The June 2008 issue of The Atlantic contains an article entitled “In the Basement of the Ivory Tower,” a biting piece by an anonymous “professor X” who toils as an adjunct instructor at what he calls “a college of last resort.” The students he teaches, he claims, chose his particular college “not on the U.S. News & World Report rankings but on Mapquest” (p. 69). As an instructor obliged to grade student work, he feels squashed in the collision between two societal forces: the expectation that pretty well everyone should go to college, and the reality that only some have the capacity to meet university-level expectations. Especially in schools big on marketing, and ambitious to grow, the pressure on professors to validate sub-standard work is almost overwhelming. I am grateful to be employed by a seminary that has valued high holistic standards, but all of higher education is feeling the pressure to dumb things down these days.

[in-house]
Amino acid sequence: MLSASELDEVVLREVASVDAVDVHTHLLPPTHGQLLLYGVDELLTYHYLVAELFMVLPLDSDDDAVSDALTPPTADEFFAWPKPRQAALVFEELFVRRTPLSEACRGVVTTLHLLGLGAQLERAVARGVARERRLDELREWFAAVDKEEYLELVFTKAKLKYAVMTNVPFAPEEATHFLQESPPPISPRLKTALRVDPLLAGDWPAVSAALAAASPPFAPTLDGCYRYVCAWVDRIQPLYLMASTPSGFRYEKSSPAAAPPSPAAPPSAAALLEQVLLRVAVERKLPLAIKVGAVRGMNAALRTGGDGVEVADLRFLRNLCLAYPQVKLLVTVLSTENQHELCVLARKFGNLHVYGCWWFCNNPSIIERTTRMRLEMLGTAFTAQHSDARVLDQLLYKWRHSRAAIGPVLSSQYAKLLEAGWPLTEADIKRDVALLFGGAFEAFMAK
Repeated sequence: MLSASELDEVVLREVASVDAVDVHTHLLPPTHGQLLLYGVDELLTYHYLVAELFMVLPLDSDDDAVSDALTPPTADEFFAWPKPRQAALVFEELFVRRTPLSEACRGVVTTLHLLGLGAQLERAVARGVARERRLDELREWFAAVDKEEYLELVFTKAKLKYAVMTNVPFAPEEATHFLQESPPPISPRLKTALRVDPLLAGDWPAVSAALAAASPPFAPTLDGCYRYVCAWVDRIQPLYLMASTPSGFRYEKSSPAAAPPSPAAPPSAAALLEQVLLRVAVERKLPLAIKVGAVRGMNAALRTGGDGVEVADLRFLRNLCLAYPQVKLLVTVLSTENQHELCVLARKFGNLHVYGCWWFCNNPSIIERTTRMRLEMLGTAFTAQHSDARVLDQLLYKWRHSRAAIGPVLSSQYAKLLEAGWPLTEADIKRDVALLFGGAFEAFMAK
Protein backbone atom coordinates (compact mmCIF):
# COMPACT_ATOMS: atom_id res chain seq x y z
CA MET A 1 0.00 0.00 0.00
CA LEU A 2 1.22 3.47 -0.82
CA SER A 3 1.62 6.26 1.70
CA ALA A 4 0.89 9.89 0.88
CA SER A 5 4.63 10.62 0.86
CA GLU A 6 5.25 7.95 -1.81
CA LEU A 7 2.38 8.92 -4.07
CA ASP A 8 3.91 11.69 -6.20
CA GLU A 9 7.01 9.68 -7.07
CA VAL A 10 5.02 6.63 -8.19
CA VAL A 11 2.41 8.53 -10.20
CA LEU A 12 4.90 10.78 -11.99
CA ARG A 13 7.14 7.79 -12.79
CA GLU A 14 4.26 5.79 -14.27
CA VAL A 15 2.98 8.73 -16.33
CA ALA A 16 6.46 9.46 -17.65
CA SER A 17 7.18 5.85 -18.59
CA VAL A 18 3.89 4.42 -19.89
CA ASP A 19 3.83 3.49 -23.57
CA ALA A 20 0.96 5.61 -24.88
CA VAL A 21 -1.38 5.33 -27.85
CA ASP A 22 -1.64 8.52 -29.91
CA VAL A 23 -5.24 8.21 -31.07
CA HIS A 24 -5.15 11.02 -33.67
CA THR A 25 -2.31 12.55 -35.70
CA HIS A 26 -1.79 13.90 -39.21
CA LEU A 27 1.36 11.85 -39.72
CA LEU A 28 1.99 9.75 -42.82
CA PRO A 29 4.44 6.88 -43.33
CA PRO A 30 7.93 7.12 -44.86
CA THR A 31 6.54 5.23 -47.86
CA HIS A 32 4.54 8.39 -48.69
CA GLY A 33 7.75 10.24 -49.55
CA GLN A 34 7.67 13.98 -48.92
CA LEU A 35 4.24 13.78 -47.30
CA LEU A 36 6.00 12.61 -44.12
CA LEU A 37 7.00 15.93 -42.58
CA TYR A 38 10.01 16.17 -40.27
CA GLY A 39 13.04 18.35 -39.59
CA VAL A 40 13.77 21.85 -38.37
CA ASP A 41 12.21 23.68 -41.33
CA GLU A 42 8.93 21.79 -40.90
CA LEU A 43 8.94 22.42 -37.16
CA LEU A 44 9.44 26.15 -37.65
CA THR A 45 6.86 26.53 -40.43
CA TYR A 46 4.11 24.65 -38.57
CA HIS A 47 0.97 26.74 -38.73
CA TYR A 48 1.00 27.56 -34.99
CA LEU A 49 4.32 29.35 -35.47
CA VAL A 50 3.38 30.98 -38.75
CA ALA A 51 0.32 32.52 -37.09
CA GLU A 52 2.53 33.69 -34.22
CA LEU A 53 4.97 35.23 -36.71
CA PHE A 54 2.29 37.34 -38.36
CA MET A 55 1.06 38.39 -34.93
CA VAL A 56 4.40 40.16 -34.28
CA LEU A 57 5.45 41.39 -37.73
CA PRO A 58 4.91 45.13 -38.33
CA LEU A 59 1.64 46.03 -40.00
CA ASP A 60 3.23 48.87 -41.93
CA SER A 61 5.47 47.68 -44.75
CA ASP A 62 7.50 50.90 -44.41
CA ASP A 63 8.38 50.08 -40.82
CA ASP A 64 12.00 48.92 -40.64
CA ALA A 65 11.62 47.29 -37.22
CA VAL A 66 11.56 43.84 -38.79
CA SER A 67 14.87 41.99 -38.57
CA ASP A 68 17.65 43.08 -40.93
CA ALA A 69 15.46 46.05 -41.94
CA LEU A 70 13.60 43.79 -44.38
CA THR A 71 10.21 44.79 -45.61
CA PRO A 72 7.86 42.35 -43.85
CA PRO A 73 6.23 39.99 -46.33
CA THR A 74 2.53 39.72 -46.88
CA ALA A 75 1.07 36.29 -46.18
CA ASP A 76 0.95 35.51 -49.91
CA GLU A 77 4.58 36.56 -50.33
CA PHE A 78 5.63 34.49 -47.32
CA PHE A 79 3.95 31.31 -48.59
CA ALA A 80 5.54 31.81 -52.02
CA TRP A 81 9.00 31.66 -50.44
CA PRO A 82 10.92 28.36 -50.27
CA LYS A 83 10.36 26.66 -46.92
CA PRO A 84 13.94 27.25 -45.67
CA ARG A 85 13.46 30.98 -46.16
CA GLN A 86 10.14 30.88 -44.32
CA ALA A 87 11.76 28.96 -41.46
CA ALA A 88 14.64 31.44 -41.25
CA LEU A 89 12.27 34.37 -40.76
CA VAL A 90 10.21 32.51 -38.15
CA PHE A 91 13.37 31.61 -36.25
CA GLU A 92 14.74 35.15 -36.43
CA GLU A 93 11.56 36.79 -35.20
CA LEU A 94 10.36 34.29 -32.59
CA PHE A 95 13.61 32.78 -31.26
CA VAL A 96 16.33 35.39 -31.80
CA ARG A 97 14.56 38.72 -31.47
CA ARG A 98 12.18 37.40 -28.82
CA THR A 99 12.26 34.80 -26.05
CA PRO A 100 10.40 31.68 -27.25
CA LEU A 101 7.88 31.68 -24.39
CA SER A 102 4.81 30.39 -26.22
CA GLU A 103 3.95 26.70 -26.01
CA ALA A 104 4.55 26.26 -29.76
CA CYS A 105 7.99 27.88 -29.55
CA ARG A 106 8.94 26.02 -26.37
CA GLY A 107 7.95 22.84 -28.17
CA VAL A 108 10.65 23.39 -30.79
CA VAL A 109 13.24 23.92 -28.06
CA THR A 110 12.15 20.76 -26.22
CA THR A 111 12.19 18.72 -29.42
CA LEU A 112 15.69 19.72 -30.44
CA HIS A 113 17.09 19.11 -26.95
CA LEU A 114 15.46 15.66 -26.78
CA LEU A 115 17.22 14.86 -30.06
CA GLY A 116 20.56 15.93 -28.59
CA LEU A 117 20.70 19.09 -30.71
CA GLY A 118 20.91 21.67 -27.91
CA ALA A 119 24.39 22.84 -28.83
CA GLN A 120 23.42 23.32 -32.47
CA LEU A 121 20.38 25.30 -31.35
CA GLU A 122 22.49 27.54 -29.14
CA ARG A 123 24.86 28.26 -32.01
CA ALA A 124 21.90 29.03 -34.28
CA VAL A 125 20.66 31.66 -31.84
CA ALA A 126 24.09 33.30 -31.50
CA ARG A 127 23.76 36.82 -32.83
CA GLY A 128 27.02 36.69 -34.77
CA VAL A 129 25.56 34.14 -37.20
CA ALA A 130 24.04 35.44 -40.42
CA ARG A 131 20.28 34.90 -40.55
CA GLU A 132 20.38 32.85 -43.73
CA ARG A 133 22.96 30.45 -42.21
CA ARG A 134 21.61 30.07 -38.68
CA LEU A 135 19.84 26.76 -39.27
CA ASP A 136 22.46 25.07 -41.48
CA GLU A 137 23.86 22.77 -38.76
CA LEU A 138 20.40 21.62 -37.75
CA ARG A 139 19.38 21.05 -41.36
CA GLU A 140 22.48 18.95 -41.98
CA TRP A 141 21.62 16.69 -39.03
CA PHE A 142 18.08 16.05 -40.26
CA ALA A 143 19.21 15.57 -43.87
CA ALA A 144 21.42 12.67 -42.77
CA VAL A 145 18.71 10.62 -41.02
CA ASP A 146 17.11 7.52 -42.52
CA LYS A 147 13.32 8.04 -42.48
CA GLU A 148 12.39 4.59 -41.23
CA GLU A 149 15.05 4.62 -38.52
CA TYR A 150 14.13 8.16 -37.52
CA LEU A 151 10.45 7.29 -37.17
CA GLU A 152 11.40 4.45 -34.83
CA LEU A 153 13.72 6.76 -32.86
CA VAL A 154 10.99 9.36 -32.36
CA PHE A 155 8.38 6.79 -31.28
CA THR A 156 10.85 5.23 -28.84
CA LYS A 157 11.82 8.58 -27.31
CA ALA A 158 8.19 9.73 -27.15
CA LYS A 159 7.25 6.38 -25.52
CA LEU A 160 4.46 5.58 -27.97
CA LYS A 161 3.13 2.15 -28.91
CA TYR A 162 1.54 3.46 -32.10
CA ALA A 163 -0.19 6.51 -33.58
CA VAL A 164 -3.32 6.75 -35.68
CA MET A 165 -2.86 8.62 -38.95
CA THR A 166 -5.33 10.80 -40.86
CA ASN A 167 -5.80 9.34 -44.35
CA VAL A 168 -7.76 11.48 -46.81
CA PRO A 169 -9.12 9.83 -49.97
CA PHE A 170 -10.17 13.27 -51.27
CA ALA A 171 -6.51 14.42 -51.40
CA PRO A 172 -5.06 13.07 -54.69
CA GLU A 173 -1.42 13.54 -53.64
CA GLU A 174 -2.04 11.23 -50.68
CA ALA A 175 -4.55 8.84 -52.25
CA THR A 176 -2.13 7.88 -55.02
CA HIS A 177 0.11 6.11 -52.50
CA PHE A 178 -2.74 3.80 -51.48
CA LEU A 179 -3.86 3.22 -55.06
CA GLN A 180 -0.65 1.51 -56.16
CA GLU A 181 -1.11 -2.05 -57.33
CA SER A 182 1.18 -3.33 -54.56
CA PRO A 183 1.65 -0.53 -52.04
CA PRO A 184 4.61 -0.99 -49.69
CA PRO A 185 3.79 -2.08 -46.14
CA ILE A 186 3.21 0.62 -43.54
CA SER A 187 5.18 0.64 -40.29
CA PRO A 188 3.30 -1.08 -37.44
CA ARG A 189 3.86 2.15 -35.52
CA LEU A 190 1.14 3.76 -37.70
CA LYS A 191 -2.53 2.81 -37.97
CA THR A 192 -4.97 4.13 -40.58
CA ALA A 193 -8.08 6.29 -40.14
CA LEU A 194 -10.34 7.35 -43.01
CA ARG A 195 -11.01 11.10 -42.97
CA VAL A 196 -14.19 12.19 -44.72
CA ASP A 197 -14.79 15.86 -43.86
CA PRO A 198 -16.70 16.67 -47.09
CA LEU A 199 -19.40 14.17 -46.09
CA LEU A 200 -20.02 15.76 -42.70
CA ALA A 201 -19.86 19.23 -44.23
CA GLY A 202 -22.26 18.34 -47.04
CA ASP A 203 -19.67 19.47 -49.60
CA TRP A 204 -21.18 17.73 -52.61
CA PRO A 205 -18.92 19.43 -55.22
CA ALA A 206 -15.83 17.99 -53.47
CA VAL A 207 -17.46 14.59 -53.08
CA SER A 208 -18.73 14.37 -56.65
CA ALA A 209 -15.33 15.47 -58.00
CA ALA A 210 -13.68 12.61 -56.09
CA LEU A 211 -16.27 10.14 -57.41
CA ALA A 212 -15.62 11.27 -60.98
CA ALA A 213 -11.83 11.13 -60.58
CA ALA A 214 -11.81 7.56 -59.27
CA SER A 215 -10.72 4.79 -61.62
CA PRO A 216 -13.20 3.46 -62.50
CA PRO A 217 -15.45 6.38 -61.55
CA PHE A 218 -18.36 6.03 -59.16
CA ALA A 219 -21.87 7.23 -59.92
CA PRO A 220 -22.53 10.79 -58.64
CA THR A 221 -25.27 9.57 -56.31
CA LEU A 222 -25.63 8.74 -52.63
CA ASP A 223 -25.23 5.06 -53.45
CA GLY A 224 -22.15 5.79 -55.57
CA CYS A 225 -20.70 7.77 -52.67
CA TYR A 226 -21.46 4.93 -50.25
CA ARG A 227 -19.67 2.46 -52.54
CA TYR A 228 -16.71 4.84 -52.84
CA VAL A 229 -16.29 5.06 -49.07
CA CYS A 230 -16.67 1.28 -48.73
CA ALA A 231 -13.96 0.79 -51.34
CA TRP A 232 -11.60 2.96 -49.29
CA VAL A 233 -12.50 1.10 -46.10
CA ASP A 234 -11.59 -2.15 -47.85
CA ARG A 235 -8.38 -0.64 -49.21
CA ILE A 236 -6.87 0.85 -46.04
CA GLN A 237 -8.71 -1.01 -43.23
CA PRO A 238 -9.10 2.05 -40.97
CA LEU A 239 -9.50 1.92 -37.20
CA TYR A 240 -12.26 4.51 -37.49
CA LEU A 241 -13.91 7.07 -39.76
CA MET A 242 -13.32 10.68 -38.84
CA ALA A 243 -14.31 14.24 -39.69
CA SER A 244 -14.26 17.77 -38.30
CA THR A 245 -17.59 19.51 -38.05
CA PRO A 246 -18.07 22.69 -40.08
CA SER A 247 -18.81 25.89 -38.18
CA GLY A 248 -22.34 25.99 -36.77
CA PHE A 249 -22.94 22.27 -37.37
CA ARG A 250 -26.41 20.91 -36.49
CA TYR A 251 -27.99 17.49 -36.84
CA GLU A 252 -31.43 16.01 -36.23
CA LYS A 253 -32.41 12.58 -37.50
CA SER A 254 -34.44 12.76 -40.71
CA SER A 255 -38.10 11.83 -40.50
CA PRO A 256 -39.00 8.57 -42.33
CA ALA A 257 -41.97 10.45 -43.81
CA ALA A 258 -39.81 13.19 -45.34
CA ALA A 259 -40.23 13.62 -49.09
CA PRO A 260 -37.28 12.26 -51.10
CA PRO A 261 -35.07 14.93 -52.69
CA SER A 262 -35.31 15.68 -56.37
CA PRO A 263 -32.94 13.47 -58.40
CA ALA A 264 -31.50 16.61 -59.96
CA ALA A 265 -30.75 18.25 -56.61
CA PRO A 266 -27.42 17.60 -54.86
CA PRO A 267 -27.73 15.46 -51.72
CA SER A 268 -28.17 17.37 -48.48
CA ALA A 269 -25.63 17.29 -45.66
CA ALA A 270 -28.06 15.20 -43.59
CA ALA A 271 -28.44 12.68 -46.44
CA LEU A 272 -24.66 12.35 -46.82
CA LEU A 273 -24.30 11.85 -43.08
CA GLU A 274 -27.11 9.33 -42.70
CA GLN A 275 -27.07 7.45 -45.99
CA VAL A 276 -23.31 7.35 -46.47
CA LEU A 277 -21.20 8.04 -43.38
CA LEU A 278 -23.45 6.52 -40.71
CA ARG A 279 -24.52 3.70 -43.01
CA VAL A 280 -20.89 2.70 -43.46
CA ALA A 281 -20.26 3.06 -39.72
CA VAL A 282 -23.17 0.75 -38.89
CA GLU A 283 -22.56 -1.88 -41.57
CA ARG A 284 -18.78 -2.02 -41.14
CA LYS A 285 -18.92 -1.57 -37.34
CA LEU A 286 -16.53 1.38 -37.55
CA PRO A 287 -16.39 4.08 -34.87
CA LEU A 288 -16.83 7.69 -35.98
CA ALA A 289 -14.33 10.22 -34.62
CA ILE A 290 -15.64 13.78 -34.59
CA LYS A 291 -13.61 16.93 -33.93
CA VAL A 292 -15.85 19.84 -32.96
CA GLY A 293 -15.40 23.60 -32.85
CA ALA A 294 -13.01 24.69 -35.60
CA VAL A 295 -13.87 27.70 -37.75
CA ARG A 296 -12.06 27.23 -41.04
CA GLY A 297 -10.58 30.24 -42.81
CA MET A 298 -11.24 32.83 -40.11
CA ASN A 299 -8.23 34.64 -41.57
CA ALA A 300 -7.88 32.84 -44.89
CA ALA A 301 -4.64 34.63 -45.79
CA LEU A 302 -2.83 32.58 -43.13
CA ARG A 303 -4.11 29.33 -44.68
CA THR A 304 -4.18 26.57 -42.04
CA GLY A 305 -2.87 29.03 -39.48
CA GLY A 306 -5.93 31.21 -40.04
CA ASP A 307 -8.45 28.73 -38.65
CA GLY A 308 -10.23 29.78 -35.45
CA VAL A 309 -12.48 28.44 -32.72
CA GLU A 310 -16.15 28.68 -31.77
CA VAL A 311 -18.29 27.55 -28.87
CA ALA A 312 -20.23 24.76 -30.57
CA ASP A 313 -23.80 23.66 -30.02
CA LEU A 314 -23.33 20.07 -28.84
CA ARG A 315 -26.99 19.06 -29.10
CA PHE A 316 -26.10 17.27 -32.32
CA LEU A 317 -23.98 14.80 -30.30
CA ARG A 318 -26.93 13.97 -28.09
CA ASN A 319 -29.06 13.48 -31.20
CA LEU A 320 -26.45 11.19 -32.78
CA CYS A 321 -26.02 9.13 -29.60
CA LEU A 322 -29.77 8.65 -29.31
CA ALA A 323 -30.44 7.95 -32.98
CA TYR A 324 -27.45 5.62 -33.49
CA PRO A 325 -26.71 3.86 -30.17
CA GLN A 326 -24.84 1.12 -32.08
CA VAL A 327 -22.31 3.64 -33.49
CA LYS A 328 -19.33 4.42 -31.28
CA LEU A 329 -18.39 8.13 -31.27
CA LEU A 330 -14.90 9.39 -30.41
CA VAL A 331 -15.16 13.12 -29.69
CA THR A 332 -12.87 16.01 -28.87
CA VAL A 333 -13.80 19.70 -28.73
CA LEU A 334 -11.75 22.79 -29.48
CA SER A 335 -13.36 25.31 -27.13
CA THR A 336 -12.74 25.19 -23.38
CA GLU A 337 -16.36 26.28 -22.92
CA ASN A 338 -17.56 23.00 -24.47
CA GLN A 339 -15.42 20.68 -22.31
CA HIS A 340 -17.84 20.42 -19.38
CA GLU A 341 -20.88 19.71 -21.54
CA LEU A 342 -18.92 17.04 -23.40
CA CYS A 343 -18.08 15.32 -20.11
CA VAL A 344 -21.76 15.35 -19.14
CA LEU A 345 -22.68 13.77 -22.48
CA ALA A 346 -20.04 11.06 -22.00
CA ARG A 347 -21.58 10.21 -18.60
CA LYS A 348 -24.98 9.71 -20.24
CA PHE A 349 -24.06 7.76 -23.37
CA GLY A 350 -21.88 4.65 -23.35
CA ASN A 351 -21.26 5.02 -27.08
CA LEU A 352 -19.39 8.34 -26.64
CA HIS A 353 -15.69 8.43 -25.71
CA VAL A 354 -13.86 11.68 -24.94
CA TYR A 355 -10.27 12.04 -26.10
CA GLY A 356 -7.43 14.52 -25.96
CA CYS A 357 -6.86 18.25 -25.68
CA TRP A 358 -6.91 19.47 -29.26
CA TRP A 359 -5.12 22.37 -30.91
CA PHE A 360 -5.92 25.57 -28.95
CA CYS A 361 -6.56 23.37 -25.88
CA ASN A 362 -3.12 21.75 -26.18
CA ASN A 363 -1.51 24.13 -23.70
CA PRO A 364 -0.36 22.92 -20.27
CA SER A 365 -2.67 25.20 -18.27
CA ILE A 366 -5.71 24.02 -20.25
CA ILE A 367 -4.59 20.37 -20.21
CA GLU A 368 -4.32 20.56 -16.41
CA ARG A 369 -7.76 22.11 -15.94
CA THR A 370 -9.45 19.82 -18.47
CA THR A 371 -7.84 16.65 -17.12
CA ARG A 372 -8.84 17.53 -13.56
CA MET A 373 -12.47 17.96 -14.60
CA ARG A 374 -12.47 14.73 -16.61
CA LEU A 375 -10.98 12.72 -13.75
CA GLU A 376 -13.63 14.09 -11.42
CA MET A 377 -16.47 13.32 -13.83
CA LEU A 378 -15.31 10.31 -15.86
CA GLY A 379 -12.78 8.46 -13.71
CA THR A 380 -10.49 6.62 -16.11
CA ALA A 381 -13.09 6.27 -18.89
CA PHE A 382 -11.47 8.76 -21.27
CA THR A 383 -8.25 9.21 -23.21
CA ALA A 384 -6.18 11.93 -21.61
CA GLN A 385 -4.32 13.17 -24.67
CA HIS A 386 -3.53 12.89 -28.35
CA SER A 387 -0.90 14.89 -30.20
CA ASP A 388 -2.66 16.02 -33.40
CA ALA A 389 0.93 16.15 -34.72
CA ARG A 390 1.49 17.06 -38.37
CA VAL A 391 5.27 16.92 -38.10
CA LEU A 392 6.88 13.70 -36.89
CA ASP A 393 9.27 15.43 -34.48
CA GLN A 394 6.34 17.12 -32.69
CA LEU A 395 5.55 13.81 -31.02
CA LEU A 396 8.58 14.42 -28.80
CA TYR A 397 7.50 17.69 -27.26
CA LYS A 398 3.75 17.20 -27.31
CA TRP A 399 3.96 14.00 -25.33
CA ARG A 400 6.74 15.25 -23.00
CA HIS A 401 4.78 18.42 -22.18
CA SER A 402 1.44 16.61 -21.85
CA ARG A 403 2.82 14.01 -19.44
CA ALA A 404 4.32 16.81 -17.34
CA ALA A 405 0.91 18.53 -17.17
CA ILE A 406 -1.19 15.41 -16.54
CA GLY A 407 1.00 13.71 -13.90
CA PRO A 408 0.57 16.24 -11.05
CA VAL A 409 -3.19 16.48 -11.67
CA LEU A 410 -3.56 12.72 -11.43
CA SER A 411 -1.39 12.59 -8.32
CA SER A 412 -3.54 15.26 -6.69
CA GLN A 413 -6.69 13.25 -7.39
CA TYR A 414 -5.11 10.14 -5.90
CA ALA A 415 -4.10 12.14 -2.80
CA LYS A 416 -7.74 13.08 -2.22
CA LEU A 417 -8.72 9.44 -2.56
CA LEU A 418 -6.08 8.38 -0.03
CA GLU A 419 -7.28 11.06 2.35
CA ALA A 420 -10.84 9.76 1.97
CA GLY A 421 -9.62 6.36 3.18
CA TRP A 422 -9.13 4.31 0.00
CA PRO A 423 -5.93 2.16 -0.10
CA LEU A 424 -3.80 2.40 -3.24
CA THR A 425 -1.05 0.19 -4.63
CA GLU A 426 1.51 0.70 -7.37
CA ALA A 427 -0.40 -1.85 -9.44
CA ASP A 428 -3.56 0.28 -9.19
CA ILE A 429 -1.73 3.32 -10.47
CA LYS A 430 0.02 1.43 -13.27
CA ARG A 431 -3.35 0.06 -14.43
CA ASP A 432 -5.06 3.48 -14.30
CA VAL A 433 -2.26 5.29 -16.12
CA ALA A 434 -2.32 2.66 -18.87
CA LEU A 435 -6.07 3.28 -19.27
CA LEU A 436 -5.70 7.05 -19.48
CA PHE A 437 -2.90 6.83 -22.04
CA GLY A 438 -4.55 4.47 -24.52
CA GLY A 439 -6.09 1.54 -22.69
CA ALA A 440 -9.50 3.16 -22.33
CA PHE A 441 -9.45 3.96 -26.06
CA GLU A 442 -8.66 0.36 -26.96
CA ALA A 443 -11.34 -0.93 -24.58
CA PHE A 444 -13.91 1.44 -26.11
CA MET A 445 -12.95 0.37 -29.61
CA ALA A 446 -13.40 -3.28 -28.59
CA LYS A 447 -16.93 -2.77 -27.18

Every church and academic institution I know is officially committed to excellence. But for many the pursuit of excellence is just a cliché. There is no substantive commitment or achievement behind the marketing and branding rhetoric. “Good enough” more accurately describes their true disposition. That’s because achieving excellence at anything—rising above the mediocre and commonplace—is agonizingly difficult at the best of times. But the drive toward excellence is even more seriously sabotaged when people buy the Balaam’s donkey argument.